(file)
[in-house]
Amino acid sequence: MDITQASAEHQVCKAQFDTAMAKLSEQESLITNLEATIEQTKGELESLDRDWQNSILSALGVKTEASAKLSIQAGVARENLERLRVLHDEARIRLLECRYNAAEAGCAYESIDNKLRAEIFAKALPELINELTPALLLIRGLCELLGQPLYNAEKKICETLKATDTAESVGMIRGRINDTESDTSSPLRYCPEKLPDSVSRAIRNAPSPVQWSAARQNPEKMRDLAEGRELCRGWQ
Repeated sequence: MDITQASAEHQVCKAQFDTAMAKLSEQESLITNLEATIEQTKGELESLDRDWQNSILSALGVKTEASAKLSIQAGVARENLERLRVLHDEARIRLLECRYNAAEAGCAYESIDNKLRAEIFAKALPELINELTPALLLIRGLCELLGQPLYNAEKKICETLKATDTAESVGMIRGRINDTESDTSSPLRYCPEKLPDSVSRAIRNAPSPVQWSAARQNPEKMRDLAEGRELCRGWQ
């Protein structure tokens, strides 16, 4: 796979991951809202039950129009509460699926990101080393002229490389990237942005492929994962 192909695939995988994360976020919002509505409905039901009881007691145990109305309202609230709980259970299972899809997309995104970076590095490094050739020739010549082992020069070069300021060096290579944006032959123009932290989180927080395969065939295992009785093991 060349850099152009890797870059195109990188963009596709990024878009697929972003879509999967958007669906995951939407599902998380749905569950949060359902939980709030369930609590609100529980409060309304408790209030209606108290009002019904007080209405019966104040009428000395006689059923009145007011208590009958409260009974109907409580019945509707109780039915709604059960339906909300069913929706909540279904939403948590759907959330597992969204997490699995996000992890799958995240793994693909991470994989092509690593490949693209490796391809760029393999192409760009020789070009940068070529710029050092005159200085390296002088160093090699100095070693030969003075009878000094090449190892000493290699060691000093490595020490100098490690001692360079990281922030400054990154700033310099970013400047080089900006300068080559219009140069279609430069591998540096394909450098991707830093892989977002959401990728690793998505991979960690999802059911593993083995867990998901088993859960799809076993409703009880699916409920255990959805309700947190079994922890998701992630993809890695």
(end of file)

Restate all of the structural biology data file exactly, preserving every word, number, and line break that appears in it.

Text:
[in-house]
Amino acid sequence: MDITQASAEHQVCKAQFDTAMAKLSEQESLITNLEATIEQTKGELESLDRDWQNSILSALGVKTEASAKLSIQAGVARENLERLRVLHDEARIRLLECRYNAAEAGCAYESIDNKLRAEIFAKALPELINELTPALLLIRGLCELLGQPLYNAEKKICETLKATDTAESVGMIRGRINDTESDTSSPLRYCPEKLPDSVSRAIRNAPSPVQWSAARQNPEKMRDLAEGRELCRGWQ
Repeated sequence: MDITQASAEHQVCKAQFDTAMAKLSEQESLITNLEATIEQTKGELESLDRDWQNSILSALGVKTEASAKLSIQAGVARENLERLRVLHDEARIRLLECRYNAAEAGCAYESIDNKLRAEIFAKALPELINELTPALLLIRGLCELLGQPLYNAEKKICETLKATDTAESVGMIRGRINDTESDTSSPLRYCPEKLPDSVSRAIRNAPSPVQWSAARQNPEKMRDLAEGRELCRGWQ
């Protein structure tokens, strides 16, 4: 796979991951809202039950129009509460699926990101080393002229490389990237942005492929994962 192909695939995988994360976020919002509505409905039901009881007691145990109305309202609230709980259970299972899809997309995104970076590095490094050739020739010549082992020069070069300021060096290579944006032959123009932290989180927080395969065939295992009785093991 060349850099152009890797870059195109990188963009596709990024878009697929972003879509999967958007669906995951939407599902998380749905569950949060359902939980709030369930609590609100529980409060309304408790209030209606108290009002019904007080209405019966104040009428000395006689059923009145007011208590009958409260009974109907409580019945509707109780039915709604059960339906909300069913929706909540279904939403948590759907959330597992969204997490699995996000992890799958995240793994693909991470994989092509690593490949693209490796391809760029393999192409760009020789070009940068070529710029050092005159200085390296002088160093090699100095070693030969003075009878000094090449190892000493290699060691000093490595020490100098490690001692360079990281922030400054990154700033310099970013400047080089900006300068080559219009140069279609430069591998540096394909450098991707830093892989977002959401990728690793998505991979960690999802059911593993083995867990998901088993859960799809076993409703009880699916409920255990959805309700947190079994922890998701992630993809890695």